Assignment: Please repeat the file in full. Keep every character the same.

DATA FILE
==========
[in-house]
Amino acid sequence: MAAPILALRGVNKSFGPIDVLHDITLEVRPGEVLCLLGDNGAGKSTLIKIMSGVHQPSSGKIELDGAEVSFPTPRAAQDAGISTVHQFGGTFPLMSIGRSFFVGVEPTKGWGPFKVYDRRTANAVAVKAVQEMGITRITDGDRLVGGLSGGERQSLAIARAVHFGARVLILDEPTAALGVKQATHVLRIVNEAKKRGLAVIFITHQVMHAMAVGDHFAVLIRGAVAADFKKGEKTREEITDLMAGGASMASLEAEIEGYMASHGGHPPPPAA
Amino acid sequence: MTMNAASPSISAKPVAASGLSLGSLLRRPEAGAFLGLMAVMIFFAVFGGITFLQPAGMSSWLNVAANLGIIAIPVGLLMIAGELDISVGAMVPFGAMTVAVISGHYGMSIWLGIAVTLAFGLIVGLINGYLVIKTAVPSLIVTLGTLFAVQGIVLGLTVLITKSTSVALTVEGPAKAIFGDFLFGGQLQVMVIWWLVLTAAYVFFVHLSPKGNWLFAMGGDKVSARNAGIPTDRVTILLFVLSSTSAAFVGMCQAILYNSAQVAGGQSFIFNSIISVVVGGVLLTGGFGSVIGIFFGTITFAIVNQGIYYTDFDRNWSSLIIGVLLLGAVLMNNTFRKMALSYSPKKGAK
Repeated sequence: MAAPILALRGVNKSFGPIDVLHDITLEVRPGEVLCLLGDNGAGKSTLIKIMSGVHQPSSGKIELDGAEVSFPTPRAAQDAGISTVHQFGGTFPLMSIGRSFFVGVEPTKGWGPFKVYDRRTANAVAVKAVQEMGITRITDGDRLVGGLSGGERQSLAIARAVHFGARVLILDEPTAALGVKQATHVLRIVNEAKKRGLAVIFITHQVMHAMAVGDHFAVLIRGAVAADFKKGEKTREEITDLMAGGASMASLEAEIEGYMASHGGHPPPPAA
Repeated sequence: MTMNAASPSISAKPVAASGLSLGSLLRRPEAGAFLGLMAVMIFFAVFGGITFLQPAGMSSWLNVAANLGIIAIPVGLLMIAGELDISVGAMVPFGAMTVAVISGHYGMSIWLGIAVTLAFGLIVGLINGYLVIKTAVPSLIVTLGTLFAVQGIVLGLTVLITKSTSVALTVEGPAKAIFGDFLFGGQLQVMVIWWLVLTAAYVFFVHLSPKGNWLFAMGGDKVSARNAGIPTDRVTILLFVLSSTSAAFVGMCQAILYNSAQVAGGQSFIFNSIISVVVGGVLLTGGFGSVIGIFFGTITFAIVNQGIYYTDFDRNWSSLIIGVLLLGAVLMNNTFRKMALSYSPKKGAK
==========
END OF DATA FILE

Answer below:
[in-house]
Amino acid sequence: MAAPILALRGVNKSFGPIDVLHDITLEVRPGEVLCLLGDNGAGKSTLIKIMSGVHQPSSGKIELDGAEVSFPTPRAAQDAGISTVHQFGGTFPLMSIGRSFFVGVEPTKGWGPFKVYDRRTANAVAVKAVQEMGITRITDGDRLVGGLSGGERQSLAIARAVHFGARVLILDEPTAALGVKQATHVLRIVNEAKKRGLAVIFITHQVMHAMAVGDHFAVLIRGAVAADFKKGEKTREEITDLMAGGASMASLEAEIEGYMASHGGHPPPPAA
Amino acid sequence: MTMNAASPSISAKPVAASGLSLGSLLRRPEAGAFLGLMAVMIFFAVFGGITFLQPAGMSSWLNVAANLGIIAIPVGLLMIAGELDISVGAMVPFGAMTVAVISGHYGMSIWLGIAVTLAFGLIVGLINGYLVIKTAVPSLIVTLGTLFAVQGIVLGLTVLITKSTSVALTVEGPAKAIFGDFLFGGQLQVMVIWWLVLTAAYVFFVHLSPKGNWLFAMGGDKVSARNAGIPTDRVTILLFVLSSTSAAFVGMCQAILYNSAQVAGGQSFIFNSIISVVVGGVLLTGGFGSVIGIFFGTITFAIVNQGIYYTDFDRNWSSLIIGVLLLGAVLMNNTFRKMALSYSPKKGAK
Repeated sequence: MAAPILALRGVNKSFGPIDVLHDITLEVRPGEVLCLLGDNGAGKSTLIKIMSGVHQPSSGKIELDGAEVSFPTPRAAQDAGISTVHQFGGTFPLMSIGRSFFVGVEPTKGWGPFKVYDRRTANAVAVKAVQEMGITRITDGDRLVGGLSGGERQSLAIARAVHFGARVLILDEPTAALGVKQATHVLRIVNEAKKRGLAVIFITHQVMHAMAVGDHFAVLIRGAVAADFKKGEKTREEITDLMAGGASMASLEAEIEGYMASHGGHPPPPAA
Repeated sequence: MTMNAASPSISAKPVAASGLSLGSLLRRPEAGAFLGLMAVMIFFAVFGGITFLQPAGMSSWLNVAANLGIIAIPVGLLMIAGELDISVGAMVPFGAMTVAVISGHYGMSIWLGIAVTLAFGLIVGLINGYLVIKTAVPSLIVTLGTLFAVQGIVLGLTVLITKSTSVALTVEGPAKAIFGDFLFGGQLQVMVIWWLVLTAAYVFFVHLSPKGNWLFAMGGDKVSARNAGIPTDRVTILLFVLSSTSAAFVGMCQAILYNSAQVAGGQSFIFNSIISVVVGGVLLTGGFGSVIGIFFGTITFAIVNQGIYYTDFDRNWSSLIIGVLLLGAVLMNNTFRKMALSYSPKKGAK